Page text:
So all of this may beg the question “what is a top that is NOT a low-key top?” This top here is what we call “outfit makers.” See the long flowy pleated skirt? It’s the same one you saw earlier with the sweater. Paired here with the satin and cotton box sleeve top, it’s much more of an outfit. And we love it. It’s not better or worse than the earlier one, it’s just about being able to create different vibes when you want them. The important thing to look out for when you are building your closet is that the different vibes you create emanate from the same person - chill, modern and classic - this keeps you centered, reduces the chaos. An outfit maker also takes your favorite basics and makes them “a going out, event, or just whatever special thing you have going on” worthy. So here, the grey faded Elfie jean, it’s one of our go to pieces. We wear with blazers and loafers, sweatshirts and kitten heels, etc. But when we want to create something more, the outfit that stretches beyond just our everyday personal style, then the outfit maker top does just that. See? 

illustration of bodysuit with text saying fabrication fit detais color

When you’re looking for the Low-Key top, here’s your checklist:

FABRICATION: is it a fabric that won’t fight with the preponderance of the bottoms I have in my closet? Does it have enough texture that it brings something to the table without taking over the whole meal? This body suit for example, it has a bit of shine but in no means is it glitzy. So it gives the good contrast to the tropical wool items, the nubby items and any faded denim pieces I have. It also means it’s important enough to go with any super dressy items like a beaded skirt or a silk faille pant. Most people build up a closet that has repetition in fabric - silk, cotton, denim. And as a result you often feel flat and one dimensional - repetitive. So look for fabrications that have a bit of a something to them.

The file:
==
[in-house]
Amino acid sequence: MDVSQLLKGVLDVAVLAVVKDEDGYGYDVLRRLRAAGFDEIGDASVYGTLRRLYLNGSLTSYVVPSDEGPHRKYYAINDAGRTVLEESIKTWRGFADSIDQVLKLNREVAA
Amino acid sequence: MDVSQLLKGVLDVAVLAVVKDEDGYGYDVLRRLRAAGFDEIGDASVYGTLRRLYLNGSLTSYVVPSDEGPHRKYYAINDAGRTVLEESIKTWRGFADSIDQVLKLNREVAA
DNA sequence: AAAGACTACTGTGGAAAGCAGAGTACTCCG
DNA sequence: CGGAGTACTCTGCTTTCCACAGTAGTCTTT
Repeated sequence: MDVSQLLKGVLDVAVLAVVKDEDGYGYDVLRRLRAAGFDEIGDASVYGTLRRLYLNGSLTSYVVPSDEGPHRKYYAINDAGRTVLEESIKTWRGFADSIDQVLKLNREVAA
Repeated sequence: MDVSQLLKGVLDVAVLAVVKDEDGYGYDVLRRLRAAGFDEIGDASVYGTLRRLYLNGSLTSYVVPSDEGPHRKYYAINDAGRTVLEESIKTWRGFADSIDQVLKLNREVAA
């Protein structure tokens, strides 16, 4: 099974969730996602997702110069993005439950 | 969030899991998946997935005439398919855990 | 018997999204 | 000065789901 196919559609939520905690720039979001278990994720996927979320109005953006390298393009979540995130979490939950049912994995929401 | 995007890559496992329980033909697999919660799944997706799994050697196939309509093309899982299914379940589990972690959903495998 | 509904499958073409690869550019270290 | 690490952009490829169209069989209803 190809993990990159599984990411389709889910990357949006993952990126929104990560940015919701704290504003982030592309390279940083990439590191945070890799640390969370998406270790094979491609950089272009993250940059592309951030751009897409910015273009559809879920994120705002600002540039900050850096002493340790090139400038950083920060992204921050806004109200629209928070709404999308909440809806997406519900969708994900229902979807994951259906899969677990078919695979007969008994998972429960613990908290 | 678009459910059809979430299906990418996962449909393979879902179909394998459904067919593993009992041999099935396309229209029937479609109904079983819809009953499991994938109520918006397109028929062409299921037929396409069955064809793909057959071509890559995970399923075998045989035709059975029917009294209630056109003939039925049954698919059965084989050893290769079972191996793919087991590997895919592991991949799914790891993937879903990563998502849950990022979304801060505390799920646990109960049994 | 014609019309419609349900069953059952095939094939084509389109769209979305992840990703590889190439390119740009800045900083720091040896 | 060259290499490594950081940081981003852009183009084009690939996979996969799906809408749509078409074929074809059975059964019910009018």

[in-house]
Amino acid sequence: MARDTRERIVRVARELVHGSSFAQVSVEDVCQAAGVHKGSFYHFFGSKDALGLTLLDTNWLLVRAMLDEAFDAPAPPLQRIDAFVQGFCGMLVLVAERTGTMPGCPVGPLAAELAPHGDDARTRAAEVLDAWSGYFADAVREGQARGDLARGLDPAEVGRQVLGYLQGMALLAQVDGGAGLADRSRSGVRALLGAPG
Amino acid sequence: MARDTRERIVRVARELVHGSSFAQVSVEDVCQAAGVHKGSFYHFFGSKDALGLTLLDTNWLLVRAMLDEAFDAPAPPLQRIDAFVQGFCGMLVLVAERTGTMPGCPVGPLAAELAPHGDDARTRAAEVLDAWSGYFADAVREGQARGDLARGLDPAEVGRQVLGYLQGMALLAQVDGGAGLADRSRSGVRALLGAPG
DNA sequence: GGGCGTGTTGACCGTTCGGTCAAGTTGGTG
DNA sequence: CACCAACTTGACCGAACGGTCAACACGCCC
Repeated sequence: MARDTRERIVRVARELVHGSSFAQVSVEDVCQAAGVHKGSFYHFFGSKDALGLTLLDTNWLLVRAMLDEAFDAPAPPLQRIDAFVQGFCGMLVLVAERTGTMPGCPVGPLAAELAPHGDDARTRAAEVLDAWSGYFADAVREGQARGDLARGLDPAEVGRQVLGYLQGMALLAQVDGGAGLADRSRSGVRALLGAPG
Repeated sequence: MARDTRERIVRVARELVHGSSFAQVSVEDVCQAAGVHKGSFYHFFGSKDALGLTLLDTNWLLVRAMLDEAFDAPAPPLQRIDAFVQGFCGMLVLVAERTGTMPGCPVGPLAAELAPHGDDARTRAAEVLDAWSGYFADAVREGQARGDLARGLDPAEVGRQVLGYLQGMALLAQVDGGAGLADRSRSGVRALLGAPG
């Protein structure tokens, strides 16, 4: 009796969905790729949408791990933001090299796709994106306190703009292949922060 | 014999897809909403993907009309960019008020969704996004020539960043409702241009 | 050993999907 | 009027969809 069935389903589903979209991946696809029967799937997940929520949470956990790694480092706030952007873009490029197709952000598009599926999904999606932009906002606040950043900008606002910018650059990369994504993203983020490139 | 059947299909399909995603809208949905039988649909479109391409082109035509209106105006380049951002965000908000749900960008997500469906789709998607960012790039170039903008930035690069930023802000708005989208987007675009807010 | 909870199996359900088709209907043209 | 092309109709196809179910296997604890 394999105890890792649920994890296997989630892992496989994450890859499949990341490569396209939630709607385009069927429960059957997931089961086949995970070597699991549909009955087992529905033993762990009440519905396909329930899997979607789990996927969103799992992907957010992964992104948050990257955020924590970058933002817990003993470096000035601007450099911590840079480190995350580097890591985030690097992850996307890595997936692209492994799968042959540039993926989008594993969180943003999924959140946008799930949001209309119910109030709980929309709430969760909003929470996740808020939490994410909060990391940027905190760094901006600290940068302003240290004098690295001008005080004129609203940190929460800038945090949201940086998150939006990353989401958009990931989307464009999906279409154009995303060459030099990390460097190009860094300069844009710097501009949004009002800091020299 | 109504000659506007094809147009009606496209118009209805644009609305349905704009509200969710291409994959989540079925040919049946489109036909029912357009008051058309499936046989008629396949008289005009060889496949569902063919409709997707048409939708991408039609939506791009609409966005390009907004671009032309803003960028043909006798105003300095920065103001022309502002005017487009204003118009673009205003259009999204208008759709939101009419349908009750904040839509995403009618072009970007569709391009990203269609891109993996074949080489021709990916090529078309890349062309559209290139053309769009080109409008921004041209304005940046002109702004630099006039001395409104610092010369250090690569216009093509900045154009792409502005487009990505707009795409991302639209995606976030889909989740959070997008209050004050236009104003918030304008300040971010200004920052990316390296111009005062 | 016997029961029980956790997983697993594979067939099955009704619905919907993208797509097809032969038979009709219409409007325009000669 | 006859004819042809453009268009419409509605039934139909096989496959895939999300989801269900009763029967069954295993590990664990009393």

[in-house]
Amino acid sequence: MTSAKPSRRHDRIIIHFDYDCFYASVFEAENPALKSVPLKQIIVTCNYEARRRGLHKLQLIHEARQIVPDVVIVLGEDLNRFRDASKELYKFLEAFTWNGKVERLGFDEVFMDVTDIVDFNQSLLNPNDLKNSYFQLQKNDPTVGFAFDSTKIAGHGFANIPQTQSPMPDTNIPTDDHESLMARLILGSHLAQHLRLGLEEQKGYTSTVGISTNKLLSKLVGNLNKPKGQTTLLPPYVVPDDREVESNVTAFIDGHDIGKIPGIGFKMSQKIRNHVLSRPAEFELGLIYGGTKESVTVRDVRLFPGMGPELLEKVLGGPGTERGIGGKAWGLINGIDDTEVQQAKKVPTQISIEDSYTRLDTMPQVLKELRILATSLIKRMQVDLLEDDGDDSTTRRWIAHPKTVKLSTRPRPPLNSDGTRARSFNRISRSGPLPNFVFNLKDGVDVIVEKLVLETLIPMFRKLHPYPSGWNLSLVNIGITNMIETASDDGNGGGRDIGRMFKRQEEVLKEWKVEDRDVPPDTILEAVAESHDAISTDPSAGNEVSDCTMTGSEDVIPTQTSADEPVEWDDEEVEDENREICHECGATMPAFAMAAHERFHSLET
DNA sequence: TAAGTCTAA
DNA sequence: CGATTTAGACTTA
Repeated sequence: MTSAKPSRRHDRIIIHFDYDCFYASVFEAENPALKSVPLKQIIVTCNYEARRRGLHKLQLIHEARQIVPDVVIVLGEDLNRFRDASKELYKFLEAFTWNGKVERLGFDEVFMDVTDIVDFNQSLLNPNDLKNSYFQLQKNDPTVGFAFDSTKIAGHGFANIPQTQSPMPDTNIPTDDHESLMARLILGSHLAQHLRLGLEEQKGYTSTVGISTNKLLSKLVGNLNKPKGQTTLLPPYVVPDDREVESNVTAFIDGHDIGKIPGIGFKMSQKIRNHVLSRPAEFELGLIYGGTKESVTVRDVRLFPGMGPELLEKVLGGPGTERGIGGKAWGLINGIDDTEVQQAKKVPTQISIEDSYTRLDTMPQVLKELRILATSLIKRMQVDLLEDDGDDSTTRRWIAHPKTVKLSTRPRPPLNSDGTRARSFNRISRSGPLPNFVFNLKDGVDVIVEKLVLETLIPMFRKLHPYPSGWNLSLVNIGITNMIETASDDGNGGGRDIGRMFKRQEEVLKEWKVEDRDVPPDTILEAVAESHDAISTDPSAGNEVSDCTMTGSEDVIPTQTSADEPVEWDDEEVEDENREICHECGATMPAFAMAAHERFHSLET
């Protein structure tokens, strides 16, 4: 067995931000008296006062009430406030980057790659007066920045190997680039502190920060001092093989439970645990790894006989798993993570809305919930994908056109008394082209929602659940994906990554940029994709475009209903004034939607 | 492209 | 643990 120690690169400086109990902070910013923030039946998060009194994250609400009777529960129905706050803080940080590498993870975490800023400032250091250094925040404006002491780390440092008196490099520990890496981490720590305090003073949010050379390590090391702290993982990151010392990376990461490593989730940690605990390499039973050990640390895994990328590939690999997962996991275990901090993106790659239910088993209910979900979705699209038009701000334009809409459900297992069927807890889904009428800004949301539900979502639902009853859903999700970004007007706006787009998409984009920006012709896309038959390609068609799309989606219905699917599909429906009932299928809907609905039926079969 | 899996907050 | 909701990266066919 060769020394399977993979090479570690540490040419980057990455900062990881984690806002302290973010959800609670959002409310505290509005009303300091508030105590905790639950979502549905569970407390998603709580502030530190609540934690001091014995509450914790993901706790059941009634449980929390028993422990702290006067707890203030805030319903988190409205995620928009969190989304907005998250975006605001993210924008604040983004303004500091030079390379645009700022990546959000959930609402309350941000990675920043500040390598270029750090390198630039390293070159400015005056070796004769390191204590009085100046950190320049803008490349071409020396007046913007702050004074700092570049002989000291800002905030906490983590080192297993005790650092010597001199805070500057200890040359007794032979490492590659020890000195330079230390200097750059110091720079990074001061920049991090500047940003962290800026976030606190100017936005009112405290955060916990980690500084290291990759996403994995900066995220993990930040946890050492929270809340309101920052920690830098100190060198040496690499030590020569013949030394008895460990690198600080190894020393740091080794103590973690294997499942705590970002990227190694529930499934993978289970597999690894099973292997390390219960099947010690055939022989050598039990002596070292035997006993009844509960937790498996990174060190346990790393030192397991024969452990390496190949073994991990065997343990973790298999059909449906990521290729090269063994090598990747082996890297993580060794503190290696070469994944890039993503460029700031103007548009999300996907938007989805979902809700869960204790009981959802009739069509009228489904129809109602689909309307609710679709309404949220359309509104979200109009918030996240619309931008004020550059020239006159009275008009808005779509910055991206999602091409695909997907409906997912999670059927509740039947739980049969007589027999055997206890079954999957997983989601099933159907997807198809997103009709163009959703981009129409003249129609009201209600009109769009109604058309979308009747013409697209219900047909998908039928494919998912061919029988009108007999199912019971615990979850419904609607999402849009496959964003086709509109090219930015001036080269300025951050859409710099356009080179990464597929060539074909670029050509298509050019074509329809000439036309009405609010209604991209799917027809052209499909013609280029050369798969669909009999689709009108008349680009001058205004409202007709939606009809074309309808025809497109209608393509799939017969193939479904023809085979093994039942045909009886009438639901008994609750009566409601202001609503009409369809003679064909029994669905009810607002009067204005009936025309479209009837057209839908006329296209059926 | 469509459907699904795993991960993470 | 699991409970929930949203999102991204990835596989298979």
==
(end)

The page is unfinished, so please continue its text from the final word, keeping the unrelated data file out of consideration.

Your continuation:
FIT: can it work easily under my favorite jackets or coats, can it be tucked in to a a range of pants and skirt styles (e.g. pleated, full, trouser, mini, midi, etc.), does it work with items that are higher waisted as well as those that sit lower on the hips? The answer doesn’t have to be yes to all, but a minimum two out of three of these is a must.

DETAILS: keep them to a minimum. They absolutely should still have a point of view - minimum doesn’t mean average. It means that it should be clean and simple enough to let the surroundings do their job. This top with a long lean skirt, a great sandal and big earrings - chic. You get the visual, right?

COLOR: the color really needs to work with the bulk of your closet. That’s why it’s usually a neutral - but it doesn’t have to be as traditional as black or white. I live in a range of navys, strange browns and lodens. Those colors work to tame any bright elements in my closet and when paired with black bottoms (of which I have a lot) they give extra dimension. Searching for interesting neutrals can help you avoid the black and white closet trap so many of you write to me about.

Ok, here’s the summary. When you find the perfect Low-Key tops you will realize that you don’t need many. At all. I probably have eight to ten in my closet. If that sounds like a lot to you, then know that at my age (and let’s be clear, I am the founder and Creative Director of Tibi so I have “the good goods”) I have been able to accumulate those perfect closet elements. Let it be a slow build. If eight to ten sounds like little to you, then before you hunt for this item, you may need to do a good solid vetting of what you already have. It may just be sitting in there now that you know what to look for.


Explore Tibi.